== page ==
To get started, ask yourself these four basic questions:
- What are my investment goals?
- How long do I have to invest?
- How long do I expect to live in retirement?
- How much risk am I willing to take?
Your investment goals will depend on how you plan to spend your retirement. If you don't have a clear idea just yet, consider your current lifestyle and your dreams. This will help you formulate an investment goal, which you can adjust as retirement age approaches.
Next, determine how long it will be before you retire — your time horizon. Generally speaking, the longer your time horizon, the more risk you may be able to accept in exchange for potentially higher returns. If your time horizon is relatively short, you may not want to accept as much risk and may prefer a more stable investment.
Determine your risk tolerance
Can you accept a lot of fluctuation in the value of your investment for potentially higher returns? If so, you may want to consider stocks. However, if you feel anxious when the markets begin to fall, you may want to consider fixed-income investments. Or, choose a balanced approach that attempts to cover for a variety of market conditions.
Remember, taking the "safest" route with your money may not be safe at all. Perhaps the riskiest thing you could do is to not invest your money at all. That's because you expose your money to the risk of inflation, the insidious erosion of your money's purchasing power due to the rise in the prices of goods and services.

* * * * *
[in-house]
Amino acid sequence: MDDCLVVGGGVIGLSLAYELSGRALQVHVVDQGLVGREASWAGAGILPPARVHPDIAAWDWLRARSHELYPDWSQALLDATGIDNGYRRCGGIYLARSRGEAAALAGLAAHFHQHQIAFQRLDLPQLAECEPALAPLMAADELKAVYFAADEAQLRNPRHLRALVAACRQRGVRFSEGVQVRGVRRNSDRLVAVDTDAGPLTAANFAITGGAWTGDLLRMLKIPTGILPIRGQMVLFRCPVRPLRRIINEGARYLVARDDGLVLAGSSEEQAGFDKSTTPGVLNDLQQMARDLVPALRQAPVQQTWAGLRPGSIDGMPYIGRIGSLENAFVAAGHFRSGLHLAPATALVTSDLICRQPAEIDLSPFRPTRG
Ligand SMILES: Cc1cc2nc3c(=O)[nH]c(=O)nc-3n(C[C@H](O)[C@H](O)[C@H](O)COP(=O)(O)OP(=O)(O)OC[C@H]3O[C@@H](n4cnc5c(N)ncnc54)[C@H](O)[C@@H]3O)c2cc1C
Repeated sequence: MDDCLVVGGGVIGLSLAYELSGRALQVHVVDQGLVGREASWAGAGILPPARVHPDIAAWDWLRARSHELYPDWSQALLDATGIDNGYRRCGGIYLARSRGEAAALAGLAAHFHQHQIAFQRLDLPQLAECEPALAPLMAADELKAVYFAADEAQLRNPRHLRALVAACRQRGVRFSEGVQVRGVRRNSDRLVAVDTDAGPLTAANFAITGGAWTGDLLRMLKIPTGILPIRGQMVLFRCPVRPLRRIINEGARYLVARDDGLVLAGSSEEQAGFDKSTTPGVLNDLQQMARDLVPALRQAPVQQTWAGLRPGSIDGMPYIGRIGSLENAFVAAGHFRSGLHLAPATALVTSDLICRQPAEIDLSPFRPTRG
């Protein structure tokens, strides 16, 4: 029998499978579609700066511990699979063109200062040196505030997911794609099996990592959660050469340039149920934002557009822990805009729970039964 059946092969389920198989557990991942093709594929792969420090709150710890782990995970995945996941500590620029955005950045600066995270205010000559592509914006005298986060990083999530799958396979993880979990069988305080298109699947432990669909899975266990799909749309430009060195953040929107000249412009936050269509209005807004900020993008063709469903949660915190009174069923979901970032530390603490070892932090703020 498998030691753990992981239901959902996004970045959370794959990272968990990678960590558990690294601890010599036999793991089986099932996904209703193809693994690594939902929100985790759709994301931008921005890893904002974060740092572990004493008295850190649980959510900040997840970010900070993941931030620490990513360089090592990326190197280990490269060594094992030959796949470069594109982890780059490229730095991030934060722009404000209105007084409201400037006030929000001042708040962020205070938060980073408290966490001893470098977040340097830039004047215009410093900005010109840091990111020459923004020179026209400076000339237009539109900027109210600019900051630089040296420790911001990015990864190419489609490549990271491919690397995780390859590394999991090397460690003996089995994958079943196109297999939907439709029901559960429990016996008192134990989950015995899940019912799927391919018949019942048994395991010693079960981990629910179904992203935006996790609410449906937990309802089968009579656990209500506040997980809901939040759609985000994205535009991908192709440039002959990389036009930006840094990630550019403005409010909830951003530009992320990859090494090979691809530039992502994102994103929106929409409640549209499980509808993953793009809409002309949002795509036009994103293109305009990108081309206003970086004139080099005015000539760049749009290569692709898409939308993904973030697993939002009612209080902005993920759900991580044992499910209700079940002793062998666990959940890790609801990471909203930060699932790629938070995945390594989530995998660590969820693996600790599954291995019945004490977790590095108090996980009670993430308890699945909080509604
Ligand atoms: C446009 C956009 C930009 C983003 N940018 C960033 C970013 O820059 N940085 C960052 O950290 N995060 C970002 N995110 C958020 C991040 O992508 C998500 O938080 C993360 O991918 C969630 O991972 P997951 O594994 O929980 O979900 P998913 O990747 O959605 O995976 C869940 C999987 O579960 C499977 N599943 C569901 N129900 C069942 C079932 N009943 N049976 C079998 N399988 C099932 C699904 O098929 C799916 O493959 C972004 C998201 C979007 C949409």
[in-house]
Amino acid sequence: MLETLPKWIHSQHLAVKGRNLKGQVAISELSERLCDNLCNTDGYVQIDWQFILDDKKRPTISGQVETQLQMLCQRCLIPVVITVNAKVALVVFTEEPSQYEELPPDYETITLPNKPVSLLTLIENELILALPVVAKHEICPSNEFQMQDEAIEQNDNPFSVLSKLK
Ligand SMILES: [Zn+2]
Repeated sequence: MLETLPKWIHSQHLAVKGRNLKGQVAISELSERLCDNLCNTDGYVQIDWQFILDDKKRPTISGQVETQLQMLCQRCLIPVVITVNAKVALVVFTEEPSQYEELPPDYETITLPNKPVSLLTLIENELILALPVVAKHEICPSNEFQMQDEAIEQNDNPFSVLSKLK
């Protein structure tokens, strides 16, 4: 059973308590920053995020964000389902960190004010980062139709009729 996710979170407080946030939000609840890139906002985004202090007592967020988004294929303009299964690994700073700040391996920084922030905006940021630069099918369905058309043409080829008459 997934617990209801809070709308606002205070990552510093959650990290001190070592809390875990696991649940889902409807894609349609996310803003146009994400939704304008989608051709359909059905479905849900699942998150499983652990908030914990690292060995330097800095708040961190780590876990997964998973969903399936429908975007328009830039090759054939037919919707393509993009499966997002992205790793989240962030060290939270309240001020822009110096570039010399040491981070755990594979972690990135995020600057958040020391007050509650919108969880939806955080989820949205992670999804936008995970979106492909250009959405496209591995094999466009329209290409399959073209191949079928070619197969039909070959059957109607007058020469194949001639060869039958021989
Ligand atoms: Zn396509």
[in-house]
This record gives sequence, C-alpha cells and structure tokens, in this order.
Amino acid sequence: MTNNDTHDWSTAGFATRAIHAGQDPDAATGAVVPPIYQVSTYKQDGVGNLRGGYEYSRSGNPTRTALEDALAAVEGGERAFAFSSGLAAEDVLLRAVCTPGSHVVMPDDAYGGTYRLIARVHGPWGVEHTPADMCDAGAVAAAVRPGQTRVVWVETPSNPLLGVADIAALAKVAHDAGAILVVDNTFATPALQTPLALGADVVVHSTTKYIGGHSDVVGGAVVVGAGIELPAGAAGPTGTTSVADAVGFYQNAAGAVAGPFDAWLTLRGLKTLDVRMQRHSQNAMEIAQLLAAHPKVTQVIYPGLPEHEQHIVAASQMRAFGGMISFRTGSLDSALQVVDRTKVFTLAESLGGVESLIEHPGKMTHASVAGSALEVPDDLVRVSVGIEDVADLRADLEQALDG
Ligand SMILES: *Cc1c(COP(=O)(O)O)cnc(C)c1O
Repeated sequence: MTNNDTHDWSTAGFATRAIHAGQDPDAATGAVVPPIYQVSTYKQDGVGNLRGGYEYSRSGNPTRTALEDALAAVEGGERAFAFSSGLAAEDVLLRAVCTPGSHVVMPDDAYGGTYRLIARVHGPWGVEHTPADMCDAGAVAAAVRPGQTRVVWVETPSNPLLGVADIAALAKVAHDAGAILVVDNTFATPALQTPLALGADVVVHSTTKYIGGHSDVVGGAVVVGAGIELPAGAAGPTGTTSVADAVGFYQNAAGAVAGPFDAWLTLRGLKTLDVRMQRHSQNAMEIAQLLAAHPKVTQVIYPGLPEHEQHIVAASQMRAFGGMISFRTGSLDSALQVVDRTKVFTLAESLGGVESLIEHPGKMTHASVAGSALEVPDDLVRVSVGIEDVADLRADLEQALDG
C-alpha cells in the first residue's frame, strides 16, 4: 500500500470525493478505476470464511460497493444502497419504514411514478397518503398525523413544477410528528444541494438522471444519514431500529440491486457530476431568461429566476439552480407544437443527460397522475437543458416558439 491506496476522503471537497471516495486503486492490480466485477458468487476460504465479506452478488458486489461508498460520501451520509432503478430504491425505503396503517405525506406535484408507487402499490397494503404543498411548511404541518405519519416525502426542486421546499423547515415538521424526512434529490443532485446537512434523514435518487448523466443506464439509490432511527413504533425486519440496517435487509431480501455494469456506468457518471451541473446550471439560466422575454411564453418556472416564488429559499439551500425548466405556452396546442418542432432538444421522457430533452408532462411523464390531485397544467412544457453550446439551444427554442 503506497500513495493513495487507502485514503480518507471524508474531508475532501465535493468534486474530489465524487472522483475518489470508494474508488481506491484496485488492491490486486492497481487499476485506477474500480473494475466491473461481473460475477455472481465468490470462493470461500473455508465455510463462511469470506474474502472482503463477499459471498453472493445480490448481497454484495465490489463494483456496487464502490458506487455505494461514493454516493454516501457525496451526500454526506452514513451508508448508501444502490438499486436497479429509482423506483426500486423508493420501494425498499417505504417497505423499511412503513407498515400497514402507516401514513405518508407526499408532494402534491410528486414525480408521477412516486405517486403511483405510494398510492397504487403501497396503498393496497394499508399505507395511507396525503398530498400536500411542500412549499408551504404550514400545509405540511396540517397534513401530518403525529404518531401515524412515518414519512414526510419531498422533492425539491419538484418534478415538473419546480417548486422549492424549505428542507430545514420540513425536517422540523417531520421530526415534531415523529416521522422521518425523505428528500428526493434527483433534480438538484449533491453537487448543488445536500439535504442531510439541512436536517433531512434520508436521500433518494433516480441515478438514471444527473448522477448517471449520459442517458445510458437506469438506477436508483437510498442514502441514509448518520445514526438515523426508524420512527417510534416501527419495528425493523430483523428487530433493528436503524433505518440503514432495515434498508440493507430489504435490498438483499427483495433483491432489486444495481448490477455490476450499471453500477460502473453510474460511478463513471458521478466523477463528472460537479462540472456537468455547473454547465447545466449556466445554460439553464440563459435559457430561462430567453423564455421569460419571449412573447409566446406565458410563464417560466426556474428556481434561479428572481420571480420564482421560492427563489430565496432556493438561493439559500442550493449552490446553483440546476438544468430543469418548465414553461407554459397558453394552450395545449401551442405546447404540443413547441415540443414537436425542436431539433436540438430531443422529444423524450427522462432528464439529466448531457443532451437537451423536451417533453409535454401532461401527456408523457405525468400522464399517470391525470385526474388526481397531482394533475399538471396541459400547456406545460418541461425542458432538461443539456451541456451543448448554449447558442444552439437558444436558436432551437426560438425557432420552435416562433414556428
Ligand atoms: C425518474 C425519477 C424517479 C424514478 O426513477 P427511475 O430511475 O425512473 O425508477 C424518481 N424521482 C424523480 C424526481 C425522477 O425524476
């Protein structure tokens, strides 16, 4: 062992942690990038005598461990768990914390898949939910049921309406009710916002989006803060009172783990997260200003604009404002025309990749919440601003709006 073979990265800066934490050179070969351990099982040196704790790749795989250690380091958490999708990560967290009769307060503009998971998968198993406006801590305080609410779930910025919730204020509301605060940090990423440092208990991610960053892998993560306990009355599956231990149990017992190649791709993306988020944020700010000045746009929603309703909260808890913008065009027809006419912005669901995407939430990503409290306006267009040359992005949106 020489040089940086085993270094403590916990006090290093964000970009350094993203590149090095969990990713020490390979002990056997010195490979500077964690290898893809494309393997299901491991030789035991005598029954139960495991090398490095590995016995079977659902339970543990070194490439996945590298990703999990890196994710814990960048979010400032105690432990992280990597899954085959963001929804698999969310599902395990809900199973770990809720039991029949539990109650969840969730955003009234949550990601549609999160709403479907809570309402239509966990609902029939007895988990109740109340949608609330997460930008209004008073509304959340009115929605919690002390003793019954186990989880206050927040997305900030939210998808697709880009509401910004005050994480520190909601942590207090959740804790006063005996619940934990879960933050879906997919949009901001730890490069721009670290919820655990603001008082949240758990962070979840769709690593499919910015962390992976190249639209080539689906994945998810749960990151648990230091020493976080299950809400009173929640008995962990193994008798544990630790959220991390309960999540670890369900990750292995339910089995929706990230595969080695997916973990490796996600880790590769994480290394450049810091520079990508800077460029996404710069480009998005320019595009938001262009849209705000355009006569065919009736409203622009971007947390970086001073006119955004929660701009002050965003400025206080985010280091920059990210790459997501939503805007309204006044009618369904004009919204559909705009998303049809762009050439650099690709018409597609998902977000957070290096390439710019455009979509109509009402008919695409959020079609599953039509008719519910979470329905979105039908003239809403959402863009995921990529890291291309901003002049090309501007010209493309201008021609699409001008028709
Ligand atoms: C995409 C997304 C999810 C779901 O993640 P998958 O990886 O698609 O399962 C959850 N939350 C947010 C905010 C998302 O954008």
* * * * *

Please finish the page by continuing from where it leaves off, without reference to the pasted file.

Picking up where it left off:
Funding your retirement
Traditional methods for funding retirement, such as Social Security and other retirement benefits, may not meet all your financial needs — especially when people are living longer and retiring at an earlier age.
An employer-sponsored, tax-deferred plan is one of the most powerful tools available today. Depending on the company and the options available, it enables you to decide whether to participate, how much money goes in, how it's invested, and how long it stays invested. You can select investments that match your financial objectives and reflect your comfort with risk.
Stick to your strategy
Whichever method you choose to fund your retirement, it's generally best to stick with your strategy—even if the markets go down. Unless your life situation changes, you will likely be better off sticking with your strategy than moving in and out of investments in pursuit of better returns.
This doesn't mean, however, that you should set your investment strategy in stone. You should regularly evaluate your investment decisions and adjust them accordingly as your needs change and your time horizon grows shorter.
The magic of compounding
Put time to work
When you invest in something that earns a rate of return, it takes advantage of compounding—the ability of an asset to generate earnings, which can be reinvested to generate more earnings. It is possible that the growth in your investment over time may be more due to compounded earnings than to how much money you contribute.
The key is to start early
Consider this hypothetical example of two investors who are the same age, earn the same salary and face the same choices about saving and spending.